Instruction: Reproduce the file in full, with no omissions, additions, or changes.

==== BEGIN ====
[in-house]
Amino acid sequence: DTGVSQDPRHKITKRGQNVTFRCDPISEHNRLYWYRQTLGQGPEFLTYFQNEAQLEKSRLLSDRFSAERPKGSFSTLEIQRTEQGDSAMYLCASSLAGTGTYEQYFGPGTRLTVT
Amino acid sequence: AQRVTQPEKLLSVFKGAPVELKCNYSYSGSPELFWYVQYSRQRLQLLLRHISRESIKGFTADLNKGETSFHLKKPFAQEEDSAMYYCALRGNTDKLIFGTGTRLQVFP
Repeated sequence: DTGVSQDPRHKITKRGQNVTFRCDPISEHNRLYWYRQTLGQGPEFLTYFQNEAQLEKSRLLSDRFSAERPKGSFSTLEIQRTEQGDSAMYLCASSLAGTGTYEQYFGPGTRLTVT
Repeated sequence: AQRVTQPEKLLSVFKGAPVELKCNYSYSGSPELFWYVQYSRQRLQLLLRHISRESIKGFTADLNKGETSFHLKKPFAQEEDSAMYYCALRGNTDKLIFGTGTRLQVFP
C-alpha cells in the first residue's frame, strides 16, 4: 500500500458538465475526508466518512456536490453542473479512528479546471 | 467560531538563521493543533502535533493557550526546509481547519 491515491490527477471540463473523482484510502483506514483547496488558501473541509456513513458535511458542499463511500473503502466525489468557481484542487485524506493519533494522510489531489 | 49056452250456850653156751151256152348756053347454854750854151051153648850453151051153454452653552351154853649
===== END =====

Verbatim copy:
[in-house]
Amino acid sequence: DTGVSQDPRHKITKRGQNVTFRCDPISEHNRLYWYRQTLGQGPEFLTYFQNEAQLEKSRLLSDRFSAERPKGSFSTLEIQRTEQGDSAMYLCASSLAGTGTYEQYFGPGTRLTVT
Amino acid sequence: AQRVTQPEKLLSVFKGAPVELKCNYSYSGSPELFWYVQYSRQRLQLLLRHISRESIKGFTADLNKGETSFHLKKPFAQEEDSAMYYCALRGNTDKLIFGTGTRLQVFP
Repeated sequence: DTGVSQDPRHKITKRGQNVTFRCDPISEHNRLYWYRQTLGQGPEFLTYFQNEAQLEKSRLLSDRFSAERPKGSFSTLEIQRTEQGDSAMYLCASSLAGTGTYEQYFGPGTRLTVT
Repeated sequence: AQRVTQPEKLLSVFKGAPVELKCNYSYSGSPELFWYVQYSRQRLQLLLRHISRESIKGFTADLNKGETSFHLKKPFAQEEDSAMYYCALRGNTDKLIFGTGTRLQVFP
C-alpha cells in the first residue's frame, strides 16, 4: 500500500458538465475526508466518512456536490453542473479512528479546471 | 467560531538563521493543533502535533493557550526546509481547519 491515491490527477471540463473523482484510502483506514483547496488558501473541509456513513458535511458542499463511500473503502466525489468557481484542487485524506493519533494522510489531489 | 49056452250456850653156751151256152348756053347454854750854151051153648850453151051153454452653552351154853649